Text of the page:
Seattle Thunderbirds seek end to two-year playoff drought | Western Hockey League

Right wing Burke Gallimore wants playoff fever to start now for the Kent-based Seattle Thunderbirds junior hockey team.

Seattle Thunderbird defenseman Dave Sutter takes a shot against goalie Michael Salmon during a practice drill Tuesday at the ShoWare Center in Kent. The T-Birds open the season Saturday

Seattle Thunderbird defenseman Dave Sutter takes a shot against goalie Michael Salmon during a practice drill Tuesday at the ShoWare Center in Kent. The T-Birds open the season Saturday

Right wing Burke Gallimore wants playoff fever to start now for the Kent-based Seattle Thunderbirds junior hockey team.

Seattle has missed the Western Hockey League playoffs the past two years. That helped lead to the firing of coach Rob Sumner after last season and the June hiring of Steve Konowalchuk, a former NHL player and Colorado Avalanche assistant coach.

“Everyone has to believe we can do it,” Gallimore said about making the playoffs. “I know the last couple of years not being very successful there’s always doubt. But this year, having a new coaching staff, a couple of new faces in the room and a different leadership group, we are gelling together pretty well so far.”

The T-Birds open the 2011-12 season against the rival Portland Winterhawks at 7:05 p.m. Saturday, Sept. 24 at the ShoWare Center. Portland won the Western Conference and the U.S. Division titles last year before losing to the Kootenay Ice in the WHL Finals. The Winterhawks are the top-ranked WHL team this season.

“We expect to make the playoffs,” said Konowalchuk, who started his junior hockey career with Portland. “We have a good core coming back. We have four of our leading scorers and brought in a couple of more defensemen. We expect to make the playoffs and I know the players do. Obviously, it’s a tough division. There are very good teams in this division but we have high expectations and players who can achieve that.”

Gallimore led the T-Birds with 34 goals and 70 points last season. They also return Marcel Noebels (54 points), Luke Lockhart (48) and Colin Jacobs (44). Second-leading points man Brenden Dillon, who played four years with the T-Birds, is now with the Texas Stars of the American Hockey League after signing a three-year contract in March with the Dallas Stars.

Seattle features nine new players, including four rookies, on its 25-man roster. Rookie defenseman Jared Hauf looms as one of the rookies to keep an eye on.

“He’s competitive and he seems to be a smart player and has the skills to go with that,” Konowalchuk said about the 6-foot-5 Hauf. “He’s a young kid who still has to learn how to play a little bit in different situations and still work on his speed and get stronger to play with 19 and 20 year olds. But for 16 years old, he’s a very good player and should have a good future.”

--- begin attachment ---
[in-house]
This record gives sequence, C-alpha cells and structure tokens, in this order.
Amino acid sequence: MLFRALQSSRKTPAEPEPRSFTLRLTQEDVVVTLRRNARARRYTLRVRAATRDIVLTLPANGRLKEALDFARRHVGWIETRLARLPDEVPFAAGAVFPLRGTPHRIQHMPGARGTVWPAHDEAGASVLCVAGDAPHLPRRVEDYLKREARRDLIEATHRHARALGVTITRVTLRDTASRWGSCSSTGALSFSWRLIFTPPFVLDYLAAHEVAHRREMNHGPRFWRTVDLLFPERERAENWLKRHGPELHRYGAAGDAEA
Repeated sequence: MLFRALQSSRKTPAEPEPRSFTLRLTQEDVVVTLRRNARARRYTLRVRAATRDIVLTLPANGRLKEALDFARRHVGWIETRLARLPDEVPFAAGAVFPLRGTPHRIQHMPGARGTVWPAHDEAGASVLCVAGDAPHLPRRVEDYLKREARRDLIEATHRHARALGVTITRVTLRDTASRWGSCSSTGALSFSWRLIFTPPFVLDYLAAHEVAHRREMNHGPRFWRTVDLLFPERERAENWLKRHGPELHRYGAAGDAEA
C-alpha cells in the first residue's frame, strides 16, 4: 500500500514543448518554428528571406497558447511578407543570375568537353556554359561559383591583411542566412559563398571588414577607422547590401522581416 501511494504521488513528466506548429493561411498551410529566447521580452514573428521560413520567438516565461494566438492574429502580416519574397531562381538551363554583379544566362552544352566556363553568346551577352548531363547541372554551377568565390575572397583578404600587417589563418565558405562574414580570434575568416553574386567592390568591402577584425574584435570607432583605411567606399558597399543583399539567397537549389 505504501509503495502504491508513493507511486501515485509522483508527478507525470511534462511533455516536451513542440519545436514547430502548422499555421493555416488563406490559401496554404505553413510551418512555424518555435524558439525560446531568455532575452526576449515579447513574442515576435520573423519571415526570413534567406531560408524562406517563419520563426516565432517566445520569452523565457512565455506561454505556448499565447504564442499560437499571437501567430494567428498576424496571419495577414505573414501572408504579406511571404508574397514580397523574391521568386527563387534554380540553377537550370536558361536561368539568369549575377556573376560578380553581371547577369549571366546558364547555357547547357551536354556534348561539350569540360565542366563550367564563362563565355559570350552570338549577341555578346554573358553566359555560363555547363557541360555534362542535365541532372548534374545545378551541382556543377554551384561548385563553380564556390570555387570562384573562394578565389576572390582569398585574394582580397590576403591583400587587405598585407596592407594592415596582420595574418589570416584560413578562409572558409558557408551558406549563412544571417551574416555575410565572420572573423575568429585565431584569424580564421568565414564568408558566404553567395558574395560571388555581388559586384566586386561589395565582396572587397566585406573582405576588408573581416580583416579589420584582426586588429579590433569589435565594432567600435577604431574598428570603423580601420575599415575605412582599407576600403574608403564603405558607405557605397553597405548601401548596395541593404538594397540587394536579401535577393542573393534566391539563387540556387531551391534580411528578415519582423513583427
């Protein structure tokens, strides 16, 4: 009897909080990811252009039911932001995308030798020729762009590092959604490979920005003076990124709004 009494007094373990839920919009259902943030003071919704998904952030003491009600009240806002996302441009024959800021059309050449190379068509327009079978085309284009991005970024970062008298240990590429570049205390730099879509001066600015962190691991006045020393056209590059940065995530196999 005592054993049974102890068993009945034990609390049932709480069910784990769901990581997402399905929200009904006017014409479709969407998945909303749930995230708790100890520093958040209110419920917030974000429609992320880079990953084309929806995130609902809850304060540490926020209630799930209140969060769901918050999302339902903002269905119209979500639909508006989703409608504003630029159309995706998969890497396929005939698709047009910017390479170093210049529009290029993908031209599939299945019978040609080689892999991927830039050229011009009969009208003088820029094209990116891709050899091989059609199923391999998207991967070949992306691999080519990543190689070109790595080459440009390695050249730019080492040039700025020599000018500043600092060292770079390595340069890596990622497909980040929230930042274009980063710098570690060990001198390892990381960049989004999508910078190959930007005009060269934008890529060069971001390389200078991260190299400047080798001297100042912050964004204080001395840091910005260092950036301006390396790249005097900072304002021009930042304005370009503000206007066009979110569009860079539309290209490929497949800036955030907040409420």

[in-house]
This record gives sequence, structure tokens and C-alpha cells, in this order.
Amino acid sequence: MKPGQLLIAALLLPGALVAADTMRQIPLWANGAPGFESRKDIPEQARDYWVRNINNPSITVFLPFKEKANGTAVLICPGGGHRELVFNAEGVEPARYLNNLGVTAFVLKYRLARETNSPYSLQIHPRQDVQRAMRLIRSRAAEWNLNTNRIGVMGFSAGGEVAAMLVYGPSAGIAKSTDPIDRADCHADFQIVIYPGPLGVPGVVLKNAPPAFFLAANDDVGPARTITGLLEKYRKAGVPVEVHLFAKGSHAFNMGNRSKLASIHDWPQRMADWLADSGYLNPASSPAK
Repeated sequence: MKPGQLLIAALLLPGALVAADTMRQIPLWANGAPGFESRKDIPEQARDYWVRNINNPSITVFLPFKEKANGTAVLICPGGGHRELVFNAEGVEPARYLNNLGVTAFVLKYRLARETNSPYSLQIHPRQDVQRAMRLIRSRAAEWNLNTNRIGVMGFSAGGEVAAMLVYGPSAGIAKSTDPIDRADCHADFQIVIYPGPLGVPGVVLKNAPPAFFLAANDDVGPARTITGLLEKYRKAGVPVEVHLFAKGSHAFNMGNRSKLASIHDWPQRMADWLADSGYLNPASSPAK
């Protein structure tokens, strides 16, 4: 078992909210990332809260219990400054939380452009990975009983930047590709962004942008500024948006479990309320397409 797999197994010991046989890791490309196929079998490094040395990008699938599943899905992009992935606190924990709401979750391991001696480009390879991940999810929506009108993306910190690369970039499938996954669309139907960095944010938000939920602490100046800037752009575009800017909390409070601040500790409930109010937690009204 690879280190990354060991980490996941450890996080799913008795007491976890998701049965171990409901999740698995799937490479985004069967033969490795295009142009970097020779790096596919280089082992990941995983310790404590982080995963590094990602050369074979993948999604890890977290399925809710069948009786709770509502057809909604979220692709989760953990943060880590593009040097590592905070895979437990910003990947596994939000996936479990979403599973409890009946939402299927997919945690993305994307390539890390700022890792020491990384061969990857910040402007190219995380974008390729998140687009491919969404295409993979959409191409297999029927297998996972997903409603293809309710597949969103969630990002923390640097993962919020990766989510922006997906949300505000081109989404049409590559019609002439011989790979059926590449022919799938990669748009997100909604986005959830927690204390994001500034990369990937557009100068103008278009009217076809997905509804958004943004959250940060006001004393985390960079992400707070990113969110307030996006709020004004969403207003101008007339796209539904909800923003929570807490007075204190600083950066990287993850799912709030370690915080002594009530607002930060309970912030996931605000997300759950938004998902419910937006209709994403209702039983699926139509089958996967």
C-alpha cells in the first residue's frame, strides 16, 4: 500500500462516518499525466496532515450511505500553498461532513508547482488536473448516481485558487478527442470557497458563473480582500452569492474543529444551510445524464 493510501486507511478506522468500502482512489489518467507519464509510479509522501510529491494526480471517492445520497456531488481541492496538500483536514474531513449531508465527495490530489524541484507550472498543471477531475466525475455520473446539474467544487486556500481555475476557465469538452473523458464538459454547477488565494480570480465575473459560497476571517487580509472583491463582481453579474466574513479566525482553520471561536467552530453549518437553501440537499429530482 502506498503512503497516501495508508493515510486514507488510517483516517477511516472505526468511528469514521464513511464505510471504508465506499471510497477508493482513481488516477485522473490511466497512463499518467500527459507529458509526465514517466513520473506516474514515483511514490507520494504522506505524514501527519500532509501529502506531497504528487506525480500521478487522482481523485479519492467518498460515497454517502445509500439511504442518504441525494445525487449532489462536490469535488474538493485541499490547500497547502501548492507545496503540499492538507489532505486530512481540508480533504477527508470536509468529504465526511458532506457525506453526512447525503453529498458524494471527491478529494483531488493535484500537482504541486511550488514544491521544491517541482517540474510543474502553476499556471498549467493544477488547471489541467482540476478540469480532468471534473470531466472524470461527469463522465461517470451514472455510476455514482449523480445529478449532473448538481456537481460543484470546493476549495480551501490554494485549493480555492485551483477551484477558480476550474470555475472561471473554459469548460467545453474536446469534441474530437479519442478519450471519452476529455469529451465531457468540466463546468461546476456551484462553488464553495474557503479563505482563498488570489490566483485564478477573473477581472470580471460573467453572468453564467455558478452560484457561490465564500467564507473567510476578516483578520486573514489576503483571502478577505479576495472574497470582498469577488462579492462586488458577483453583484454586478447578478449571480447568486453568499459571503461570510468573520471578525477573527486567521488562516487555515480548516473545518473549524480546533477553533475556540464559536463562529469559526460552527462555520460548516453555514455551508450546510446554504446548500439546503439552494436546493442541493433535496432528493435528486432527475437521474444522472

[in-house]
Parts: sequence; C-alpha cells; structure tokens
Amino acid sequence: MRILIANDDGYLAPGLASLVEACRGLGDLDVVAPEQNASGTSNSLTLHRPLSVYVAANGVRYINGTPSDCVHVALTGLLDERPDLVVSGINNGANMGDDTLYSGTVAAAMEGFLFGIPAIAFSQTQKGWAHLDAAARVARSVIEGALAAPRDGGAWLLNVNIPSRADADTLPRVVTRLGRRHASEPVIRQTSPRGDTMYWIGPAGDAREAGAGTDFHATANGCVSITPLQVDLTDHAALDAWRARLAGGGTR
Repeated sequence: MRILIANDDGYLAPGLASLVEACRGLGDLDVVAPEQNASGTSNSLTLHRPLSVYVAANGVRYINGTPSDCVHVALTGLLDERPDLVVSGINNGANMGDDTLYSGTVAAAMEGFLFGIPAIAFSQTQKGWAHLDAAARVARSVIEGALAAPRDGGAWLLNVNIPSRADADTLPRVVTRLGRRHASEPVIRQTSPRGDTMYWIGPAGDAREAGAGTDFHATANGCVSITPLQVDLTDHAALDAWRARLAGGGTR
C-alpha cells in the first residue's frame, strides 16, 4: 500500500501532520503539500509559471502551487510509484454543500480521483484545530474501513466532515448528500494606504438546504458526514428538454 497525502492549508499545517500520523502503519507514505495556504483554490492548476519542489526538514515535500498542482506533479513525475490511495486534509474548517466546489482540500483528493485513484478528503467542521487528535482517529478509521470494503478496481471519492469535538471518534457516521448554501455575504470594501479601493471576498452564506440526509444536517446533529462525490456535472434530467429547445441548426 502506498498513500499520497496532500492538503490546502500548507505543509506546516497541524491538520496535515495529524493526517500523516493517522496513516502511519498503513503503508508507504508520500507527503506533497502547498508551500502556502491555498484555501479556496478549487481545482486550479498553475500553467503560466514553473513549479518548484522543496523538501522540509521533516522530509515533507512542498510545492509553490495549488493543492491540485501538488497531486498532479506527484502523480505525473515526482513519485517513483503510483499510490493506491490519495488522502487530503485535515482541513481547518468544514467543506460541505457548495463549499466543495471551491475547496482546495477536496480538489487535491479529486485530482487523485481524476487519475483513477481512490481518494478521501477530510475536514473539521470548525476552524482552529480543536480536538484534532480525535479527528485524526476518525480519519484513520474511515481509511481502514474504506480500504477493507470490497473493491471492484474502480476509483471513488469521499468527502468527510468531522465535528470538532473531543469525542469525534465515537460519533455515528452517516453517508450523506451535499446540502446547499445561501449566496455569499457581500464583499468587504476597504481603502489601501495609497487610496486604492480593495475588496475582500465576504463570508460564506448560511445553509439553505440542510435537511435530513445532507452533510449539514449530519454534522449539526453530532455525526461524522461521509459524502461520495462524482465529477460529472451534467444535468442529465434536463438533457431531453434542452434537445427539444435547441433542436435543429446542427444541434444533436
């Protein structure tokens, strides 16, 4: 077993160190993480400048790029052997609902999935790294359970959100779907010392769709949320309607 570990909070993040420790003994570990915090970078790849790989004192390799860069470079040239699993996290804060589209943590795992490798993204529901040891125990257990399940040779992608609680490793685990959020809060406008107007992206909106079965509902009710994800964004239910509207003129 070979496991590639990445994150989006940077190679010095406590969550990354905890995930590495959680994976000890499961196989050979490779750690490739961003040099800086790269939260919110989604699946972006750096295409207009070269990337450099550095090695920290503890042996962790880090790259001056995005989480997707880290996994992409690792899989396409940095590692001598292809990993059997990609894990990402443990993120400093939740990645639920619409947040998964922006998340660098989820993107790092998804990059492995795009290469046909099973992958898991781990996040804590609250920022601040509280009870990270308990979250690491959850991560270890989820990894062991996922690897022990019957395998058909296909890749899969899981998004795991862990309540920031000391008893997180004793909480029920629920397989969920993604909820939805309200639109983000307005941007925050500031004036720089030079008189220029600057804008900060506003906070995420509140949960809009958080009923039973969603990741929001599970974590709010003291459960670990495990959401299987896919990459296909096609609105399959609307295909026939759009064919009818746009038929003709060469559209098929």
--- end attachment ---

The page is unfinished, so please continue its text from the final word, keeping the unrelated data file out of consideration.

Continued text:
The T-Birds finished with a record of 27-35-5-5 last season. They placed ninth out of 10 teams in the Western Conference. The top eight teams advanced to the playoffs.

“The U.S. Division is the toughest so it’s harder for us to make it,” Noebels said. “We were a young team last year and we’re still young this year.”

Noebels just returned Tuesday from two weeks at the Philadelphia Flyers training camp. As of Tuesday, goalie Calvin Pickard, Jacobs and Lockhart remained at NHL training camps and their availability for Saturday’s opener remained uncertain, although all are expected to eventually return to the T-Birds.

Konowalchuk likes his mix of veteran and young players. He noticed during the second half of training camp that the players are working hard but still having fun, something he wants them to continue to experience all season.

“You’re going to see a team that’s passionate and playing with a purpose and determined to get the results,” Konowalchuk said.

Players have been inspired by the new coaching staff.

“Those guys bring fresh air in here,” Noebels said. “We keep almost everyone from last year. We know how we play. The guys learned a lot from last year after we lost eight or nine in a row after Christmas. We have to find a playoff spot right away from the first game to the last game.”

Playoffs definitely dominate conversations among the T-Birds because of the two-year drought.

“We’re trying to tell the young guys that it’s not fun losing,” Gallimore said. “You might miss home and stuff but you don’t want to go home when the (regular) season ends. You want to be here playing after that in the playoffs. We’ve got to get that in everyone’s heads earlier and we shouldn’t have any problems this year.”

That playoff drive starts Saturday against the Winterhawks.

“It’s going to be tough playing them all year,” Konowalchuk said. “They are one of the best teams. They have built that reputation up the last few years. We have to come out and be on top of our game and make them work for everything they get. It gets back to puck management, wear them out and stick to the game plan.”

A game plan the T-Birds expect to lead them to the playoffs for the first time since the 2008-09 season.

“You want to be in the Super Bowl in football and you want to be in the playoffs in hockey,” Noebels said.

Hockey opening night

What: Portland Winterhawks at Seattle Thunderbirds

When: 7:05 p.m. Saturday, Sept. 24

Where: ShoWare Center


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